What are the different Modules in Zoho?

If you are just getting started with Customer Relationship Management (CRM) it can be daunting looking at the long list of Modules Zoho has to offer. The good news is that most companies will not use every module Zoho CRM has to offer. The focus of this article is going to be on the 4 main modules most companies will use: Leads, Accounts, Contacts and Potentials. Let’s start with a definition of each.


Leads are prospective customers who may be interested in your products or services. Leads can are generally people or entities whom you have not yet engaged with or vetted. If you buy third party leads, directories or list, they will be uploaded into the CRM as a lead. Generally this contact will remain a lead until you have had an opportunity to qualify them before converting them to an account and/or contact. It is a good idea to enter in everyone as a lead to begin with the properly track your sales cycle and make sure your sales pipeline doesn’t get cluttered by unqualified people or entities.


A contact is an individual you are dealing with that has expressed interest in your product or service and has be vetted or qualified. If your company is a B2B (Business to Business) operation, the contact will likely be associated with an entity. If your business is B2C (Business to Consumer), the contact will likely remain Unattached (so to speak) as they will likely not be associated with an account.


Accounts can be looked at in one of two way depending on the type of business you can. In the case that your business is B2B an account will be the legal entity you are dealing with and the people at that organization will be contacts under that account. If your business is B2C, many companies will only create an account for a customer who has actually brought from them.


Potentials are the deals you are trying to win with your customers. You may have heard of the term “opportunity”, it is the same thing.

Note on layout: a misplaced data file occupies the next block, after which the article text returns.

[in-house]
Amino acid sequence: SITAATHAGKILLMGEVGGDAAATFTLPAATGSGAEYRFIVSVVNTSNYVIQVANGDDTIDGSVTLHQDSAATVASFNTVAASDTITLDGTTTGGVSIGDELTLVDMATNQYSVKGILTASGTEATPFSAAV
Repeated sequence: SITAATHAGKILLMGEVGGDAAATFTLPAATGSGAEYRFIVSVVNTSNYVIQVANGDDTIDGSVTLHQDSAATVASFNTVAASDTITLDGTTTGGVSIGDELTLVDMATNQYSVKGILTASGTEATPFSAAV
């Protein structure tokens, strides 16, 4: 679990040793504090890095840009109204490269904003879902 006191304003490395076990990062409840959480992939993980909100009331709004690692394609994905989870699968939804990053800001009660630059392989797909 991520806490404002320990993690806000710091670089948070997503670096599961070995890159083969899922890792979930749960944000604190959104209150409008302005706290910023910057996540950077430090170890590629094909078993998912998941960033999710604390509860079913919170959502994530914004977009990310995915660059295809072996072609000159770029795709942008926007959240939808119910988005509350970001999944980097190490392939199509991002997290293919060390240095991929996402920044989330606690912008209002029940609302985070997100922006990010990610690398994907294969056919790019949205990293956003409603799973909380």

How to use the Core Modules in Zoho CRM?

As mentioned above, it is a good idea to enter every prospective customer into your CRM as a lead. Here you will record the Lead Source and track your activities like calls and emails used to qualify that lead. Now comes the tricky part, what to do once a lead is qualified? Everyone’s business is different so it is difficult to prescribe a “proper” way of doing things at this juncture. In all case you will need to convert the lead to signify that it has be qualified and is ready to enter your sales process. You will notice that if you have filled in the “company” field and elect to convert a lead, you will be prompted to create an Account, Lead and Potential. If you do not fill in the company field you will only be prompted to create a contact and potential during the conversion.

Do you need accounts for B2C businesses?

The short answer is no, especially if your product or service is just used once by each customer. In this case you will simply create a field under contacts that can be used to track the “contact type” like ‘prospect’ or ‘customer’ for instance. If however, your customers purchase multiple times from you it can be handy to create an account for contacts that actually buy something from you. This is an easy way to know who your actually customers are. you can then associate multiple Potentials to their account to keep track of how often they purchase from you and use the customer function “roll up potentials” to see how much they have spent with you over time.

Do you need accounts for B2B businesses?

The short answer again is no. To keep things simple you can create a field under contacts for the company name to track your  prospective customers and deals and only create an account for them once a deal is closed. Generally it is a good idea to create an account for a business and contact for each of the people you are dealing with. It provides more insight into your customers by organizing and associating respective contact roles with the entity so you know who to deal with when it comes to certain questions (CFO vs the owner etc). If you create an account right off the bat, before a deal is closed, simply create a field to track the account status and default it to ‘inactive’ or ‘prospect’ so you can filter them out if you want to pull a report on all your active or past customers.

There is a good chance that you won’t have an immediate answer to this question. If you would like to discuss your business model with us to help figure this out, give us a shout here.